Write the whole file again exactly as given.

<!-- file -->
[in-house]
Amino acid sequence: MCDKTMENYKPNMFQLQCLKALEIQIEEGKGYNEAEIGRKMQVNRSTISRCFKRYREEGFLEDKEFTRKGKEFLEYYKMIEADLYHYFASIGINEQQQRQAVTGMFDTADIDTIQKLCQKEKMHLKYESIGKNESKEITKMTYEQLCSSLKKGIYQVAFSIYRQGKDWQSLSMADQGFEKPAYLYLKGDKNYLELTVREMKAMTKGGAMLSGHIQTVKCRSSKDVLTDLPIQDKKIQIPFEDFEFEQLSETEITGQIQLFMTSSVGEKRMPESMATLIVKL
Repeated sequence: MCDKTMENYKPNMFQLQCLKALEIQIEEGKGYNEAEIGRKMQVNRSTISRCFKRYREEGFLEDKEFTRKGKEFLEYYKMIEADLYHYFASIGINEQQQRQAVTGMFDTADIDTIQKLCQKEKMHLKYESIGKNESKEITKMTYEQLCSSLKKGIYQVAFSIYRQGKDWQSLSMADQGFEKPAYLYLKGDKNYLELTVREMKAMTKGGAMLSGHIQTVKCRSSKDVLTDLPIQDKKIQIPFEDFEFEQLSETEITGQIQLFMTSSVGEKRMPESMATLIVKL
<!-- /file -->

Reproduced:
[in-house]
Amino acid sequence: MCDKTMENYKPNMFQLQCLKALEIQIEEGKGYNEAEIGRKMQVNRSTISRCFKRYREEGFLEDKEFTRKGKEFLEYYKMIEADLYHYFASIGINEQQQRQAVTGMFDTADIDTIQKLCQKEKMHLKYESIGKNESKEITKMTYEQLCSSLKKGIYQVAFSIYRQGKDWQSLSMADQGFEKPAYLYLKGDKNYLELTVREMKAMTKGGAMLSGHIQTVKCRSSKDVLTDLPIQDKKIQIPFEDFEFEQLSETEITGQIQLFMTSSVGEKRMPESMATLIVKL
Repeated sequence: MCDKTMENYKPNMFQLQCLKALEIQIEEGKGYNEAEIGRKMQVNRSTISRCFKRYREEGFLEDKEFTRKGKEFLEYYKMIEADLYHYFASIGINEQQQRQAVTGMFDTADIDTIQKLCQKEKMHLKYESIGKNESKEITKMTYEQLCSSLKKGIYQVAFSIYRQGKDWQSLSMADQGFEKPAYLYLKGDKNYLELTVREMKAMTKGGAMLSGHIQTVKCRSSKDVLTDLPIQDKKIQIPFEDFEFEQLSETEITGQIQLFMTSSVGEKRMPESMATLIVKL